[swift-evolution] [Proposal] Higher Kinded Types (Monads, Functors, etc.)

Jens Persson jens at bitcycle.com
Thu Dec 17 02:31:47 CST 2015

I've been bumping into (what I've found out to be) the need for HKT a lot
while trying to write highly composable yet optimizable code for
exploratory image (and audio (and video)) processing.

Using Core Image, vImage, vDSP, Metal, etc. directly is not an option here,
since they are much too low level / specialized / non-composable. What I'm
writing is a system that will let me try out new ideas very quickly by
reusing as much code and concepts as possible. Ie I don't want to write
specialized code for every slight variant of a concept. So a separable
convolution should be _one_ generic implementation, and the compiler (not
the programmer) should take care of specializing it for any given value
type and dimensionality, same thing with positions, a position in space is
no different from a position in a color space or a position in space&time,
so they should share a common implementation. I need it to be as
optimizable as possible, because it would be unusable even for just
experimentation otherwise. If something needs to get faster still, we can
then write a Metal version of it.

With the latest improvements in the optimizer (esp. loop unrolling) I have
managed to get the basics of this working, the compiler will generate SIMD
code from my high level code constructs (when possible of course, eg when
doing separable convolution (in any number of dimensions) and the
components are 4 or 4x4 Floats etc).

But I currently have to jump through hoops in order to write simple things
like "static array types" with type-level count and specific memory
footprint. I'm using Peano-esque natural-numbers-as-types for the Count,
and a similar nested-structs-thing to get the proper storage of Count x
Element. But it is impossible to parameterize them for both Count and
Element, so I have to do eg this:

typealias MyFloat4 = StaticArrayOf<Float>.WithCount4

instead of the more straight forward:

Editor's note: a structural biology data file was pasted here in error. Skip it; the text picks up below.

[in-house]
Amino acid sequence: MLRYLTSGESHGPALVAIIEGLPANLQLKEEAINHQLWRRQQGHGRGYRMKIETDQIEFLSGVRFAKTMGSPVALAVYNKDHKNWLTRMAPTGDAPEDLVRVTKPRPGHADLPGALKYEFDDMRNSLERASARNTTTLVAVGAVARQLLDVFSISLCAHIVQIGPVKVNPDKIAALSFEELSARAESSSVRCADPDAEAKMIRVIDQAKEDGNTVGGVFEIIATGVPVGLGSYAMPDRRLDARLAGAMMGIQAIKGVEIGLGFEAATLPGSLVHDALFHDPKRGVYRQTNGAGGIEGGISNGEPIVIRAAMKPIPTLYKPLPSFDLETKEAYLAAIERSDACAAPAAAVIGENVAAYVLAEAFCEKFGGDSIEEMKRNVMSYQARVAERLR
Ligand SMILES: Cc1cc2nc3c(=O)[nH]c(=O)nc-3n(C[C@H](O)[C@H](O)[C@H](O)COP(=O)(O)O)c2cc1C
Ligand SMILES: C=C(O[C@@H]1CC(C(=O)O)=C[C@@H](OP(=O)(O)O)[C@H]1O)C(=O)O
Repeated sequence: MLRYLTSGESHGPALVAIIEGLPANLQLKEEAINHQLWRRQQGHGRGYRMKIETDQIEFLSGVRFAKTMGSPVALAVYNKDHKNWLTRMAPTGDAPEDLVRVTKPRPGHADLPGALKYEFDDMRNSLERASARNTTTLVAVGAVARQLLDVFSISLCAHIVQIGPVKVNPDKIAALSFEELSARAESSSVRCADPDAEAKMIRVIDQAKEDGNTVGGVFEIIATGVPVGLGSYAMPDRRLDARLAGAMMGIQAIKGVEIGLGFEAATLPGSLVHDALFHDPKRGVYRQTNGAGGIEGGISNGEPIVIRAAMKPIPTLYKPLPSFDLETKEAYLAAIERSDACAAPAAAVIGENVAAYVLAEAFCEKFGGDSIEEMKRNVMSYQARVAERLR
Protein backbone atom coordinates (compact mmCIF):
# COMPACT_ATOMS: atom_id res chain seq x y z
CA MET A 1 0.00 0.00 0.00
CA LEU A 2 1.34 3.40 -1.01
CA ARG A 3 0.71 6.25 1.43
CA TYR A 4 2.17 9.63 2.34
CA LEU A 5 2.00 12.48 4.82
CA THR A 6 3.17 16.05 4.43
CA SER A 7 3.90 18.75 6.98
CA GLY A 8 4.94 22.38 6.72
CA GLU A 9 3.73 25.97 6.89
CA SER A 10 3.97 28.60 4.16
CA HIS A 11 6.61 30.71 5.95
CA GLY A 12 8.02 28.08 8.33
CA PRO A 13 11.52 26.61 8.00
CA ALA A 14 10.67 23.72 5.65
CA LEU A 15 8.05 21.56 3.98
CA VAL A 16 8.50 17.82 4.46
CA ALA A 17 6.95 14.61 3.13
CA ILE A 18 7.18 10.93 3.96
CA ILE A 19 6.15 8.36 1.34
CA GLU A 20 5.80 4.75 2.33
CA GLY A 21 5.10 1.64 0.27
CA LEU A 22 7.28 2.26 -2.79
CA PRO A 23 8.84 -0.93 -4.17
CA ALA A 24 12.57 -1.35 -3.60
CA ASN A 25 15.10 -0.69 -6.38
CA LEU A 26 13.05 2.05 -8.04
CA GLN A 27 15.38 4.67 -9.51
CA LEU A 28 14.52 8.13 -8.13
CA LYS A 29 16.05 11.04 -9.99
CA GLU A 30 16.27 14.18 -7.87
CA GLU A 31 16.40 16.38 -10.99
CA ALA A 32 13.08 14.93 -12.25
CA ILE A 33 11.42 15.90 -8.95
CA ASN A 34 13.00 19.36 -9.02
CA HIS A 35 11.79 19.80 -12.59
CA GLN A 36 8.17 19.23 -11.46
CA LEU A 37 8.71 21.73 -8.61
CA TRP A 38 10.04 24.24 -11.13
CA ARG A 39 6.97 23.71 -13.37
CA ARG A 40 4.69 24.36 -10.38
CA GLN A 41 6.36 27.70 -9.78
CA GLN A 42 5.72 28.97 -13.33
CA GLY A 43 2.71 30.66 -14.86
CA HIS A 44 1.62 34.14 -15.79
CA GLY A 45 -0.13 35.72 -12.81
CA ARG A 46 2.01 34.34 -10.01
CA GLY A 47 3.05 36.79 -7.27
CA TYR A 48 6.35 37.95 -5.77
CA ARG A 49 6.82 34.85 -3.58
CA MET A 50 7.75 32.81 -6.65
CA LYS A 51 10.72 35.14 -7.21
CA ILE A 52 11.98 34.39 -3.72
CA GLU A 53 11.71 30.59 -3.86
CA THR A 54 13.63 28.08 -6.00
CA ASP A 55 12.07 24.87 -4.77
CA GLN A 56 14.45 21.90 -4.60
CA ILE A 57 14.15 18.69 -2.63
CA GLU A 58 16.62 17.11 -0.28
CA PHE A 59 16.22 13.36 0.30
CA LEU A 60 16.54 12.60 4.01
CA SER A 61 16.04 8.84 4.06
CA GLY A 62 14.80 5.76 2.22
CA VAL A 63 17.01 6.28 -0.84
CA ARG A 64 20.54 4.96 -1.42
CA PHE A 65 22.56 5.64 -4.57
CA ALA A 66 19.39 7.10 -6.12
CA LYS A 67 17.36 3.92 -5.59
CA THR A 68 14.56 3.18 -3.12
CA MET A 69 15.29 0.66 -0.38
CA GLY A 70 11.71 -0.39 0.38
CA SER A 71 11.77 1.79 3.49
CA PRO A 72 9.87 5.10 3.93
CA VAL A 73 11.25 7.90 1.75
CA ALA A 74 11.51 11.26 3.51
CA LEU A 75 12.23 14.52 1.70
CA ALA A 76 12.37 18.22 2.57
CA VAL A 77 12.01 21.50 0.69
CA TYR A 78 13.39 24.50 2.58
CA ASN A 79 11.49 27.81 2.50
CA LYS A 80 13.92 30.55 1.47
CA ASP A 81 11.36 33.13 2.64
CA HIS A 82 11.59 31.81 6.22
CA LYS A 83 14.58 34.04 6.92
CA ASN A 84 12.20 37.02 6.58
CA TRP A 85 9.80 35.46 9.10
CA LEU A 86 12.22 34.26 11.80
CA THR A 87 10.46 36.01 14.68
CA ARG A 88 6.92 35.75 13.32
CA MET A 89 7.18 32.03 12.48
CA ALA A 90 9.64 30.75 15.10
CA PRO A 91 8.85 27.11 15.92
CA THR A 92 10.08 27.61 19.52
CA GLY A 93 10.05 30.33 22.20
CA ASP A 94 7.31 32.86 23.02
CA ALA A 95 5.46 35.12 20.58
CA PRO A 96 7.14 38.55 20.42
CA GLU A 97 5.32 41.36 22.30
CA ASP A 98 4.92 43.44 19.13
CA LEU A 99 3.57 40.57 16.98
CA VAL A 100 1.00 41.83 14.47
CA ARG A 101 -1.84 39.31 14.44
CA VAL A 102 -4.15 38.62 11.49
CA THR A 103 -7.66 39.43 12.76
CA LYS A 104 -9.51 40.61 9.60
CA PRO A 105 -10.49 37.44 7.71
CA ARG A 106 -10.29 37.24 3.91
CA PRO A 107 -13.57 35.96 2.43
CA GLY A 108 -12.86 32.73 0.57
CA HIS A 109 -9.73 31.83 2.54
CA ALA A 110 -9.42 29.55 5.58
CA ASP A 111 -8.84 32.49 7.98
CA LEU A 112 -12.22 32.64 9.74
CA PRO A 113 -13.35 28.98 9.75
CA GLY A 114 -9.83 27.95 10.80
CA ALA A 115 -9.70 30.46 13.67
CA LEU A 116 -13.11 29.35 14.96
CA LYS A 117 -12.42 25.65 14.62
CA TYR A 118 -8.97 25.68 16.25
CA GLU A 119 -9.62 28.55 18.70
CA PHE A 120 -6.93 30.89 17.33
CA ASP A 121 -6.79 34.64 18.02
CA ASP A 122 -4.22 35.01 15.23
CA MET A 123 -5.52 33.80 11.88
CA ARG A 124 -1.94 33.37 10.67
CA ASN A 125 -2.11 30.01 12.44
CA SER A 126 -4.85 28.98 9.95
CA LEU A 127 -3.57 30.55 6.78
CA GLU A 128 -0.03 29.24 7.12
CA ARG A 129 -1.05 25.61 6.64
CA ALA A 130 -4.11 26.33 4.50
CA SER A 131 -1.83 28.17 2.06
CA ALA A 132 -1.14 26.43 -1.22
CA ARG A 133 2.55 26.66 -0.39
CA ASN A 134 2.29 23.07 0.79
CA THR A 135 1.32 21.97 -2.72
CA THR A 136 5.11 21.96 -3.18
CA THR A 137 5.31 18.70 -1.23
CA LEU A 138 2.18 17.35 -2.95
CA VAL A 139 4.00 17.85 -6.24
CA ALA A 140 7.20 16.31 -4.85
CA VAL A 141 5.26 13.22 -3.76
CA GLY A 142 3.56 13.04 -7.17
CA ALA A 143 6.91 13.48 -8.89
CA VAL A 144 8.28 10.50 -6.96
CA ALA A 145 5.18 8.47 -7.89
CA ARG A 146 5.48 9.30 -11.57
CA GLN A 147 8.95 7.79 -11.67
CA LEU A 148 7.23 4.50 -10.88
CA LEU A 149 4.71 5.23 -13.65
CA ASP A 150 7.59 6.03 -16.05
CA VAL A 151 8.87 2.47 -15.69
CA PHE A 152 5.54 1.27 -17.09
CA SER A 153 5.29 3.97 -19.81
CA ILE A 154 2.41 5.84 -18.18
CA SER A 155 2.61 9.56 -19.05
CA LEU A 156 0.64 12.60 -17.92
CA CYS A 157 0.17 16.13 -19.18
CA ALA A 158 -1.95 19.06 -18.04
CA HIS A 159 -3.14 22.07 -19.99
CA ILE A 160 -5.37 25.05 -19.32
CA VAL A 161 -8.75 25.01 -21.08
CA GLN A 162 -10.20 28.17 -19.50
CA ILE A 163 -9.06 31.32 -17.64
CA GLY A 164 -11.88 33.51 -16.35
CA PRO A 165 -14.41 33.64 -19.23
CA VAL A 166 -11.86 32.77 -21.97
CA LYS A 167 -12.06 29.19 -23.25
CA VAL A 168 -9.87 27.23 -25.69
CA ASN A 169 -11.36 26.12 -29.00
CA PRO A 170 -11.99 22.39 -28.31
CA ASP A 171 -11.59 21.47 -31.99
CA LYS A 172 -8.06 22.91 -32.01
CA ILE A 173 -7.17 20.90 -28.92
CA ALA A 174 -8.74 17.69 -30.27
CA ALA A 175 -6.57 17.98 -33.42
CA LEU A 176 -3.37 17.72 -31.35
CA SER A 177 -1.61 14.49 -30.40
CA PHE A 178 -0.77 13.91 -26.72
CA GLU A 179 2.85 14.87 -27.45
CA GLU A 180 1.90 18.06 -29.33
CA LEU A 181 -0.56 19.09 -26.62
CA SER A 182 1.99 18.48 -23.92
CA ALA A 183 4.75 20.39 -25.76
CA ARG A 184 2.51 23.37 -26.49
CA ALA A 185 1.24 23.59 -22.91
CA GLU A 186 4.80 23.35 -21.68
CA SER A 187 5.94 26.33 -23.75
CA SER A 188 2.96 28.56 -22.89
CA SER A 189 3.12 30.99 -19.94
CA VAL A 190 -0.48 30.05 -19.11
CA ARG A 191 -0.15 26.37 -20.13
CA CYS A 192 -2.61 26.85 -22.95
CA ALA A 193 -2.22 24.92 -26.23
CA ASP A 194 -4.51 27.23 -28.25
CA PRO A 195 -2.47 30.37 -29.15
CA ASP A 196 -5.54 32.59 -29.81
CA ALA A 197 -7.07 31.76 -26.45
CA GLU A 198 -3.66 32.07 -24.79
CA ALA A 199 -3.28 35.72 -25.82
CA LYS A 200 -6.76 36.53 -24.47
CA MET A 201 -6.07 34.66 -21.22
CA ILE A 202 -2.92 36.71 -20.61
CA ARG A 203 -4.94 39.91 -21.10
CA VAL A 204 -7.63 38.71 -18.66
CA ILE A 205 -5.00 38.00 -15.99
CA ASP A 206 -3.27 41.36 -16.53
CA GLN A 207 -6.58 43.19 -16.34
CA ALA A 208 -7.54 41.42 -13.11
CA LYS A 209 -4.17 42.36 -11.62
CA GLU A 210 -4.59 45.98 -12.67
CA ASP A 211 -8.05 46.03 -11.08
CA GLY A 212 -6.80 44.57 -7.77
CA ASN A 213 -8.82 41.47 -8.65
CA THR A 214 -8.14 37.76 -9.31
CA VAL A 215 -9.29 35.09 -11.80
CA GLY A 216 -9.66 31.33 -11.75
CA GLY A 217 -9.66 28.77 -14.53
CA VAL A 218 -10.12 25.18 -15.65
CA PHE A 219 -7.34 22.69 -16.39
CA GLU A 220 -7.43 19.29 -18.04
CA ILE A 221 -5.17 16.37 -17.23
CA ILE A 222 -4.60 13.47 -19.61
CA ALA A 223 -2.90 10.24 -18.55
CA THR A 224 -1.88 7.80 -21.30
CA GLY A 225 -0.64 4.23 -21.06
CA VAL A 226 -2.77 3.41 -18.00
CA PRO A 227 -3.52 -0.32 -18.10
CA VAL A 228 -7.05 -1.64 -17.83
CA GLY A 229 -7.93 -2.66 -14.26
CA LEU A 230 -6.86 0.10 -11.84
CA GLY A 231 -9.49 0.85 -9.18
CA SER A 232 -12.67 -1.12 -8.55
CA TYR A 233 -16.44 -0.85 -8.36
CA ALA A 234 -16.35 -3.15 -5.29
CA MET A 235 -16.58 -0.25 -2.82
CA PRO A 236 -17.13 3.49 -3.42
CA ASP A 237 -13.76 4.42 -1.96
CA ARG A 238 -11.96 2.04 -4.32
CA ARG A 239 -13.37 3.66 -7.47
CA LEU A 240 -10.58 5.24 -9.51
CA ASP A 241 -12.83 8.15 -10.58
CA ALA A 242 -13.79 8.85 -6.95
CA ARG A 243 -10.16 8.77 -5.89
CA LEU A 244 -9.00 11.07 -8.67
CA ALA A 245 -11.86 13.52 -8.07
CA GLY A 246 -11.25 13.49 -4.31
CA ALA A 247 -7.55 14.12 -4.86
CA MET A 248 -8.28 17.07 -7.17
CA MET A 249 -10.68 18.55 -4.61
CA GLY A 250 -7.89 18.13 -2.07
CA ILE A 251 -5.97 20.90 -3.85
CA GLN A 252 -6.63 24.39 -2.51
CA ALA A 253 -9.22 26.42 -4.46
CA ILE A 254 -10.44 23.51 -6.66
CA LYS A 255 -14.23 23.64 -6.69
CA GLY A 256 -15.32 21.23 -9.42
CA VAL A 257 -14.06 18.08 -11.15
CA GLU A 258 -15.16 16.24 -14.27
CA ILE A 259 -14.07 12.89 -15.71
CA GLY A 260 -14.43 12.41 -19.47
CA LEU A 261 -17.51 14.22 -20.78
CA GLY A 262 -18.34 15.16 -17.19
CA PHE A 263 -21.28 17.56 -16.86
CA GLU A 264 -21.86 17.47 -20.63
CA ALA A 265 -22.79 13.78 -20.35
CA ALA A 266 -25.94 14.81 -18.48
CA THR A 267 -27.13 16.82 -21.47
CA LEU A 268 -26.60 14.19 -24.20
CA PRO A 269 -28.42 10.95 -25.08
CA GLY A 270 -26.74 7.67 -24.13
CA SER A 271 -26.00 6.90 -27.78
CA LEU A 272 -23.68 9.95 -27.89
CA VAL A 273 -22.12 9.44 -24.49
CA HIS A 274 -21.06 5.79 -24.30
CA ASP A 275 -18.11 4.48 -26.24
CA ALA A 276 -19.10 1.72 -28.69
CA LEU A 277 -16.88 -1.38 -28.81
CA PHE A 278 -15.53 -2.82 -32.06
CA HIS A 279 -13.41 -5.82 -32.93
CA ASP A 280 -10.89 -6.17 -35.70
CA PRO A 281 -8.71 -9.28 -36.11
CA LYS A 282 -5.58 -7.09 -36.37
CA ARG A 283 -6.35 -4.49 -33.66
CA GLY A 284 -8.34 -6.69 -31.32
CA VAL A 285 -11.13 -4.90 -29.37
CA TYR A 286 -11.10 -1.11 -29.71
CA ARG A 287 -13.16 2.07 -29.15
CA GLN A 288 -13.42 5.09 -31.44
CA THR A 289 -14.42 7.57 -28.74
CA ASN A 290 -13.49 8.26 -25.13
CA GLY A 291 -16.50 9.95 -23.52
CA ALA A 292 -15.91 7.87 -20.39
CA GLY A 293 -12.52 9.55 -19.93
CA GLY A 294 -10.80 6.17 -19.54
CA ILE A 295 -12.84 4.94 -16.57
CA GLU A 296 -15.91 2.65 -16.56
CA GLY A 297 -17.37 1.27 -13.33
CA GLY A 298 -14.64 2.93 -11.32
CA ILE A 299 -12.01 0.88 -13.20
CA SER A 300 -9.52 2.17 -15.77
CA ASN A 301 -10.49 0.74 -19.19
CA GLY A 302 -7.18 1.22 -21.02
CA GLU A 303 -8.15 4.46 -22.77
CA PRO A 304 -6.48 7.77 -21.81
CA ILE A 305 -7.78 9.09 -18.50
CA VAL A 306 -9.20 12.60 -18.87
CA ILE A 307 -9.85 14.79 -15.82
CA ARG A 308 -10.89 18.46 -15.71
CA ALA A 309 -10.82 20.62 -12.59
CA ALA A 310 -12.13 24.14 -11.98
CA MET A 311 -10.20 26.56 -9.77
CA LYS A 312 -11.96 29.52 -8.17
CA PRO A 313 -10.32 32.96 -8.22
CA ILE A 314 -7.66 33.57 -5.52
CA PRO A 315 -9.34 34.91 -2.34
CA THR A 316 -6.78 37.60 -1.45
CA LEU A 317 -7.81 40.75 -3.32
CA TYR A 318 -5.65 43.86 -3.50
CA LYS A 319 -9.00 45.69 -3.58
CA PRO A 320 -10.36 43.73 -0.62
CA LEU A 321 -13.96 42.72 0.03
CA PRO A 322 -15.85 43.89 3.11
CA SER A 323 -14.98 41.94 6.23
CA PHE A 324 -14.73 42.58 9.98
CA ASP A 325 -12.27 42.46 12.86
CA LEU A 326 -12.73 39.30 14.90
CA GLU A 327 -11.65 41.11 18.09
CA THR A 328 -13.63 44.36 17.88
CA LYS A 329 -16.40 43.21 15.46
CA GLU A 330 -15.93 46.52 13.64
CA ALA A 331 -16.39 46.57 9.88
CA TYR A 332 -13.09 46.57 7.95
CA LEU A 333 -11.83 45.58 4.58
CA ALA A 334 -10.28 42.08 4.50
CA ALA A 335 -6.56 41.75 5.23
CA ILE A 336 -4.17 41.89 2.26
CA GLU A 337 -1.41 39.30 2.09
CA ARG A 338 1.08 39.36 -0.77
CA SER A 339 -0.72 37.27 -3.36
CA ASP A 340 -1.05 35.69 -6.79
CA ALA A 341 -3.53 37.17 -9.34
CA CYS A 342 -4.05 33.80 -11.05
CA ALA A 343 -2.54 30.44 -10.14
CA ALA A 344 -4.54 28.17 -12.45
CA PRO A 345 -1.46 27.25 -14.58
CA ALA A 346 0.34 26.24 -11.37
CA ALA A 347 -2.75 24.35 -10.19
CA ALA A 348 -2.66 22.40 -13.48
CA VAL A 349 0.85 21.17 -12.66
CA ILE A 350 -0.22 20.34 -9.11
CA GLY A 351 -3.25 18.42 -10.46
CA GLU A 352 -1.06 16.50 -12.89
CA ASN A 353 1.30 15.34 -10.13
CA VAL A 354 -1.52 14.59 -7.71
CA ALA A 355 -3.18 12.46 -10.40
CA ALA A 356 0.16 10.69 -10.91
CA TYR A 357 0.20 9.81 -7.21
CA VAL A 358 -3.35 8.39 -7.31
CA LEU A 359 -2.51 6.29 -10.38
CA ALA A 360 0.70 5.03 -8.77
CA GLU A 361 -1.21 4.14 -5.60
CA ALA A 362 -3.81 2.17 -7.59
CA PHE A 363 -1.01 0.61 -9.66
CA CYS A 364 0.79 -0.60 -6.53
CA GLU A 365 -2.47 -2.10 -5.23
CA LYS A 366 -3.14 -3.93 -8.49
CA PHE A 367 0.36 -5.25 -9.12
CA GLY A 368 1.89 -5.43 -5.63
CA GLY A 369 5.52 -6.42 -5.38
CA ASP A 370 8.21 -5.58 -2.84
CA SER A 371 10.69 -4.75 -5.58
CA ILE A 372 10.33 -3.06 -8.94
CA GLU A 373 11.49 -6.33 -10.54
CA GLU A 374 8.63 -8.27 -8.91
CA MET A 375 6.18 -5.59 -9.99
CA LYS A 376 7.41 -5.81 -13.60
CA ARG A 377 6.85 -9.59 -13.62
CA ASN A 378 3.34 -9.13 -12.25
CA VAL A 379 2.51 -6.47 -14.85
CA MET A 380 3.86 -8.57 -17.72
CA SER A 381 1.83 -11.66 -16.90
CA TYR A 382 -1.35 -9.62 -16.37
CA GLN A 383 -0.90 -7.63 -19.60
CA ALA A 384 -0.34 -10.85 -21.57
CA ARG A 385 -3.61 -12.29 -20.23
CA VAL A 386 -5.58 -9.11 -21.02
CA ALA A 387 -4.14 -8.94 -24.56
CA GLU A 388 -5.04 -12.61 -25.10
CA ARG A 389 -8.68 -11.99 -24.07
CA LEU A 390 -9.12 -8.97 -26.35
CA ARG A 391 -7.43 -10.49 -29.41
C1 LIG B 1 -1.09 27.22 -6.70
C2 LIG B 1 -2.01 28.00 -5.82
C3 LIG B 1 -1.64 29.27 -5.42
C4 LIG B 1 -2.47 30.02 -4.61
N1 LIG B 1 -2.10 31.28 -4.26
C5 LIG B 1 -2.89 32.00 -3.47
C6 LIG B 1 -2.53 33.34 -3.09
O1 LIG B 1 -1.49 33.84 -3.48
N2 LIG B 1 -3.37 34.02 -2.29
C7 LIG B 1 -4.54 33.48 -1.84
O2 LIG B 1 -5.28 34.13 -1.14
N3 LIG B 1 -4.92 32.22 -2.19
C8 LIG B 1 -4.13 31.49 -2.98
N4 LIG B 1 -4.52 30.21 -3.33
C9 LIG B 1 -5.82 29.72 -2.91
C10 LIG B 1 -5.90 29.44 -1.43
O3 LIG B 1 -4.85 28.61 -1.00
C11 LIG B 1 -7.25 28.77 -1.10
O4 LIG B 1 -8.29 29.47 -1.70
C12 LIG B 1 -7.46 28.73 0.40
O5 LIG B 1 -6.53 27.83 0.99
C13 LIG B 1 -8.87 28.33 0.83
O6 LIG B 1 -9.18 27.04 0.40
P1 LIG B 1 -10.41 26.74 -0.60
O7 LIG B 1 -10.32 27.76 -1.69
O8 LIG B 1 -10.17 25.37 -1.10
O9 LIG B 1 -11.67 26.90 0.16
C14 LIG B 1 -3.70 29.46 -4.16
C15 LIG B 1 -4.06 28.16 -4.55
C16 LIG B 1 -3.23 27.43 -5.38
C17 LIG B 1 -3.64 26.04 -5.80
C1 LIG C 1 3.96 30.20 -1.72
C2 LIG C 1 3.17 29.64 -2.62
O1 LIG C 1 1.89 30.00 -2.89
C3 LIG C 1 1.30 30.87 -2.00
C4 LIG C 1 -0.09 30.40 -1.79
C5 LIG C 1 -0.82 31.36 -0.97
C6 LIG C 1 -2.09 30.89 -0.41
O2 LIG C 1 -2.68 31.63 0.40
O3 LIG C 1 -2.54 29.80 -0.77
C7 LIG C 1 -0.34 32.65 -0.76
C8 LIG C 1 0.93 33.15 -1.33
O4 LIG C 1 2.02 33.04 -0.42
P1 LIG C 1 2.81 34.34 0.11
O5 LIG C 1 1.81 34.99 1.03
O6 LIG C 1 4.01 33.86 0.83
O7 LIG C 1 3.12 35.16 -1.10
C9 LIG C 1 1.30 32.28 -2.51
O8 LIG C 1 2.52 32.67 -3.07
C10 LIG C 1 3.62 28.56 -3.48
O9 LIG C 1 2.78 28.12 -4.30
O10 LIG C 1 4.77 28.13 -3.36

typealias MyFloat4 = StaticArray<Float, Count4>

So I wish it was possible to implement it like this:
struct StaticArray<Element, Count> { ... }
strideof(StaticArray<Float, Count4>) == 4 * strideof(Float) ==

But I've given up and accepted that such parameterization is not possible
without HKT.

Perhaps it would become possible with the proposed generic typealiases, at
least if that implied generic associated types (which I guess would be the
same as HKT?).

Anyway, I'm very impressed by (open source master) Swift's ability to
optimize very high level generic code. I just wish some of my abstractions
could be written in a more straight forward way. I think HKT would make
them simpler. (Sorry for not being more specific).


On Thu, Dec 17, 2015 at 6:22 AM, Matthew Johnson via swift-evolution <
swift-evolution at swift.org> wrote:

> > Looking beyond functional programming abstractions, higher-kinded types
> are a fancy way of saying "template template parameters”.
> Thanks for bringing that up.  I almost mentioned it.  I didn’t because I
> know the Swift team wants to avoid a lot of what has been done with
> templates and am not sure exactly where you draw the line.  :)
> > A textbook motivation for those from C++ land is Andrei Alexandrescu's
> "policy pattern", stuff like this:
> >
> > protocol RefStoragePolicy: <*: class> {
> >  typealias Ref: class
> >  init(ref: Ref)
> >  var ref: Ref
> > }
> >
> > struct Weak<T: class>: RefStoragePolicy { weak var ref: T }
> > struct Unowned<T: class>: RefStoragePolicy { unowned var ref: T }
> > struct Strong<T: class>: RefStoragePolicy { var ref: T }
> >
> > class HeterogeneousRefConsumer<Storage: RefStoragePolicy> {
> >  func consumeRef<T: class>(ref: T) {
> >    let storage = Storage<T>(ref: ref)
> >    doStuffWith(storage)
> >  }
> > }
> >
> > -Joe
> > _______________________________________________
> > swift-evolution mailing list
> > swift-evolution at swift.org
> > https://lists.swift.org/mailman/listinfo/swift-evolution
> _______________________________________________
> swift-evolution mailing list
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bitCycle AB | Smedjegatan 12 | 742 32 Östhammar | Sweden
Phone: +46-73-753 24 62
E-mail: jens at bitcycle.com
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